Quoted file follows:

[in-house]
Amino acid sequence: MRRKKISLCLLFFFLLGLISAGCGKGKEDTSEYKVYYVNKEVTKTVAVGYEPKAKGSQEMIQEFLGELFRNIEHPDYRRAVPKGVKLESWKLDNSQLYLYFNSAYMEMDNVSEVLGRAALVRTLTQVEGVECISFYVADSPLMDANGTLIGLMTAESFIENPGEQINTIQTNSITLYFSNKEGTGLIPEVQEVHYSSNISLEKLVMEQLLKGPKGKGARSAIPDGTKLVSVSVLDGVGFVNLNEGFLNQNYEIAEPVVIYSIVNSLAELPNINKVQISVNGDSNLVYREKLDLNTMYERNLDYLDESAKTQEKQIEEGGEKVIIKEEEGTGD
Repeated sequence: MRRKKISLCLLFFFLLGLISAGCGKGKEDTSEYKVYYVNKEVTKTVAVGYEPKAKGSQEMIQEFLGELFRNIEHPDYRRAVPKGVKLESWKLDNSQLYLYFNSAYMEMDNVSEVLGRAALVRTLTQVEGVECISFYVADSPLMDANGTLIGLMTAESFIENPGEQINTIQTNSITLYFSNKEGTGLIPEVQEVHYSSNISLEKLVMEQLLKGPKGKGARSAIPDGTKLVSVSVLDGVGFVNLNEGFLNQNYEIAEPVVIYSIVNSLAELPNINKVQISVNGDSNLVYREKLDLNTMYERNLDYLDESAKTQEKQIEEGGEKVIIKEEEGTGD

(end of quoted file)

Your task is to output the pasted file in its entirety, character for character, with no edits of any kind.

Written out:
[in-house]
Amino acid sequence: MRRKKISLCLLFFFLLGLISAGCGKGKEDTSEYKVYYVNKEVTKTVAVGYEPKAKGSQEMIQEFLGELFRNIEHPDYRRAVPKGVKLESWKLDNSQLYLYFNSAYMEMDNVSEVLGRAALVRTLTQVEGVECISFYVADSPLMDANGTLIGLMTAESFIENPGEQINTIQTNSITLYFSNKEGTGLIPEVQEVHYSSNISLEKLVMEQLLKGPKGKGARSAIPDGTKLVSVSVLDGVGFVNLNEGFLNQNYEIAEPVVIYSIVNSLAELPNINKVQISVNGDSNLVYREKLDLNTMYERNLDYLDESAKTQEKQIEEGGEKVIIKEEEGTGD
Repeated sequence: MRRKKISLCLLFFFLLGLISAGCGKGKEDTSEYKVYYVNKEVTKTVAVGYEPKAKGSQEMIQEFLGELFRNIEHPDYRRAVPKGVKLESWKLDNSQLYLYFNSAYMEMDNVSEVLGRAALVRTLTQVEGVECISFYVADSPLMDANGTLIGLMTAESFIENPGEQINTIQTNSITLYFSNKEGTGLIPEVQEVHYSSNISLEKLVMEQLLKGPKGKGARSAIPDGTKLVSVSVLDGVGFVNLNEGFLNQNYEIAEPVVIYSIVNSLAELPNINKVQISVNGDSNLVYREKLDLNTMYERNLDYLDESAKTQEKQIEEGGEKVIIKEEEGTGD